“There’s no way you can build a large building there without devaluing private property,” she said. “I see several single-family homes I think are going to lose their value.” She said she’d like to bring down the mass and reduce the height of the parking garage, along with other changes.

Mester said she thought the project would be “basically student dormitory rooms” for “a transient population.”

Mester also said the same unfortunate philosophical issues seem to come up again and again with new housing projects in Berkeley, particularly in the context of the state’s housing crisis: “I don’t know how Berkeley’s going to manage this kind of thing. People say, ‘Poo poo, it’s more important for people to have the housing than for the NIMBYs to have their values or whatever.’ That is such a devaluation of human life. I mean people really do need their sunlight for health.”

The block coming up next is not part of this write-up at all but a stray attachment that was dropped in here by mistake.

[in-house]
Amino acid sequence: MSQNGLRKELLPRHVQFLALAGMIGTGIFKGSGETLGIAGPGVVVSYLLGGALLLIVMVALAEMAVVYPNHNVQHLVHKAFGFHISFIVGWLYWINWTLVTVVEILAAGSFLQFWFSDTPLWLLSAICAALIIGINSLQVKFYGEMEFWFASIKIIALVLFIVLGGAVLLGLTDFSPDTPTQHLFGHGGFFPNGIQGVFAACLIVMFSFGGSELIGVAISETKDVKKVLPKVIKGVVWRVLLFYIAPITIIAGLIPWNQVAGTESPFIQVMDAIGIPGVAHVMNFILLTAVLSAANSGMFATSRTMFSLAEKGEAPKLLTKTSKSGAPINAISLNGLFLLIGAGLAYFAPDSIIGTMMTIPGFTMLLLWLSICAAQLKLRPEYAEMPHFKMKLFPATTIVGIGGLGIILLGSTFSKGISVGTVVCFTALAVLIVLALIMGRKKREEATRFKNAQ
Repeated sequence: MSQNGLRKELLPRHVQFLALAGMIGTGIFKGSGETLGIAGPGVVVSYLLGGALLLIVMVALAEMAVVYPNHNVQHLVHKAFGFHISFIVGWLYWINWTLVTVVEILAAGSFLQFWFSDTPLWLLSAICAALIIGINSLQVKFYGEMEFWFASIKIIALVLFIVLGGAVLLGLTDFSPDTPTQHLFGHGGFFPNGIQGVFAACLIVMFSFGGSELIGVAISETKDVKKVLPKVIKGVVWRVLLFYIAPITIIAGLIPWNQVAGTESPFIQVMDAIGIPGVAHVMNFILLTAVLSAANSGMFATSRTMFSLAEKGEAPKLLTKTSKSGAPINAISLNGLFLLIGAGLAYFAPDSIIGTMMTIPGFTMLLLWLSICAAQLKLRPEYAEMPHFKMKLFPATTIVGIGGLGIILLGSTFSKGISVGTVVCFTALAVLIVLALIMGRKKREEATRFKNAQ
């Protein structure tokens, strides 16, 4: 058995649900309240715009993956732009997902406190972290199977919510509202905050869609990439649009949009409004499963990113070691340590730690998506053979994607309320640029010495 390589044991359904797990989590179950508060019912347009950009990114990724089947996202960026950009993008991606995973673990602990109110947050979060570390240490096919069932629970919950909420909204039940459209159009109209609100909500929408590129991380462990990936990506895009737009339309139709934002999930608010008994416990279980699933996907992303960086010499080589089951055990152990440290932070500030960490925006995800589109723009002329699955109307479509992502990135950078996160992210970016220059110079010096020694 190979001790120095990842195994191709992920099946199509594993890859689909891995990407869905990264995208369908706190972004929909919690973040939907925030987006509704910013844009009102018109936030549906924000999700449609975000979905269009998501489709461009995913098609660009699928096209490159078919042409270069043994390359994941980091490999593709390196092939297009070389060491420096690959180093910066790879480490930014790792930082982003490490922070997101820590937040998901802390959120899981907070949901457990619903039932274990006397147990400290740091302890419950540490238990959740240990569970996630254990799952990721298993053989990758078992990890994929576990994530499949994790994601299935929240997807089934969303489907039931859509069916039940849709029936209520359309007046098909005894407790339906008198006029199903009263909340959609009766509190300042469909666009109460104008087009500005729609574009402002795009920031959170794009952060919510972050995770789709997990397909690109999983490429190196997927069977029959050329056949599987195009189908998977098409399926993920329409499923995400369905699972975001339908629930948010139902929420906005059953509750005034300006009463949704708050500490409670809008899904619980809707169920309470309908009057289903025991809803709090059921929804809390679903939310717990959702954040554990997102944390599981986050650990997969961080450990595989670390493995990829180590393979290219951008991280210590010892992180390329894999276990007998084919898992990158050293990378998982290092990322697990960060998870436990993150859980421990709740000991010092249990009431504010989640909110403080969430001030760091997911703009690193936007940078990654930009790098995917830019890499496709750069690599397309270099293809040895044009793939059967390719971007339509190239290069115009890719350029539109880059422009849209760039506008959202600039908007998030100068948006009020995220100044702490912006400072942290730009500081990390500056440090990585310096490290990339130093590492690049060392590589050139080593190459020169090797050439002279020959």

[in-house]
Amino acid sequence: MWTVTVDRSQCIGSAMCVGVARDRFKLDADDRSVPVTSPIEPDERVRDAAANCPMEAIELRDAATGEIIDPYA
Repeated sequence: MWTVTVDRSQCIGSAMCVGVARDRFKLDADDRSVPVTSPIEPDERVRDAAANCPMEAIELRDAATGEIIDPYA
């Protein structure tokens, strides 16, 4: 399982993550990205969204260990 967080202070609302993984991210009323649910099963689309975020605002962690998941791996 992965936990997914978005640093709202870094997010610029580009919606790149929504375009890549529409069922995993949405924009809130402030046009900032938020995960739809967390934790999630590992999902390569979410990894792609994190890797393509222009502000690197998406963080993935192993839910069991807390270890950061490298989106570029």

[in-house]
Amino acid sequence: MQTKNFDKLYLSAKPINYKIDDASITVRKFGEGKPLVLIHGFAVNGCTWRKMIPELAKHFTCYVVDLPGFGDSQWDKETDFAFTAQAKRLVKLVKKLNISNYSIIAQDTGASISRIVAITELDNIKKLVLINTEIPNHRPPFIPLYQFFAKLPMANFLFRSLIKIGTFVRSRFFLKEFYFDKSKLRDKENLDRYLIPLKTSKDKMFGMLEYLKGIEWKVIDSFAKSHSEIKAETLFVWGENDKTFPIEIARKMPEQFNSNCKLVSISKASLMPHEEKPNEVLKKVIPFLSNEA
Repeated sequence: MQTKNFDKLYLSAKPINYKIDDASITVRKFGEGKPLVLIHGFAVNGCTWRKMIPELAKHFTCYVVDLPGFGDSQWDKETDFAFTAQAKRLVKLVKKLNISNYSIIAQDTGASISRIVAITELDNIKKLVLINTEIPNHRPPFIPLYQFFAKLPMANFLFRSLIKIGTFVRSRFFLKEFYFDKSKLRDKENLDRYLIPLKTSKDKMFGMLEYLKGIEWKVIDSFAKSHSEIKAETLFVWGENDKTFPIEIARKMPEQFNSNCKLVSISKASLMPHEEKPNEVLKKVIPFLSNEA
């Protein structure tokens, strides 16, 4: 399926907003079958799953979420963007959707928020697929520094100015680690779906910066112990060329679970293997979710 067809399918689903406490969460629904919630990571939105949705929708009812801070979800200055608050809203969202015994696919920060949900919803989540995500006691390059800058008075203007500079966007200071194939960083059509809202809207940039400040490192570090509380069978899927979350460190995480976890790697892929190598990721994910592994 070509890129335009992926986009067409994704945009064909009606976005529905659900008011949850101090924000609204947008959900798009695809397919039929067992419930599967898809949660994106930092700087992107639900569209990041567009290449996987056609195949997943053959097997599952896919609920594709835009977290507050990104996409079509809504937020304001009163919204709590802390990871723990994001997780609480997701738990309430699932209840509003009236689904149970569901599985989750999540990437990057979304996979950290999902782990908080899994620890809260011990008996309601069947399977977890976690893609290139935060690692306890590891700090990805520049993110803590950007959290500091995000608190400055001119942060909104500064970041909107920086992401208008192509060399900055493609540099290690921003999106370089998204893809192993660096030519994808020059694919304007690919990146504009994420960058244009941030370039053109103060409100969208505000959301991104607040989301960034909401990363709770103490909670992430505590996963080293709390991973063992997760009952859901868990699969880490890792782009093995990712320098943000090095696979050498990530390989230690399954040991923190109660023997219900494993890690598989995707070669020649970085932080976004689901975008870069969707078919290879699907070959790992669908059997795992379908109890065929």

The only commissioner who seemed to indicate full support for the project was substitute Steven Donaldson. He said the townhomes on Shattuck, as well as the balconies on the building, put eyes on the street and would create a nice mixture on the block. He said the rear of the building had been scaled back in response to neighborhood concerns.

He said the commissioners should remember that Berkeley housing is “very mixed everywhere.” He pointed out that the scale of the building “all makes rational sense” when compared to the storage building next door and other structures nearby on the commercial corridor.

“You’ve done a remarkable job with a very tight space,” he said. “We have to remember: This is Shattuck. This is a gateway entry into the city.”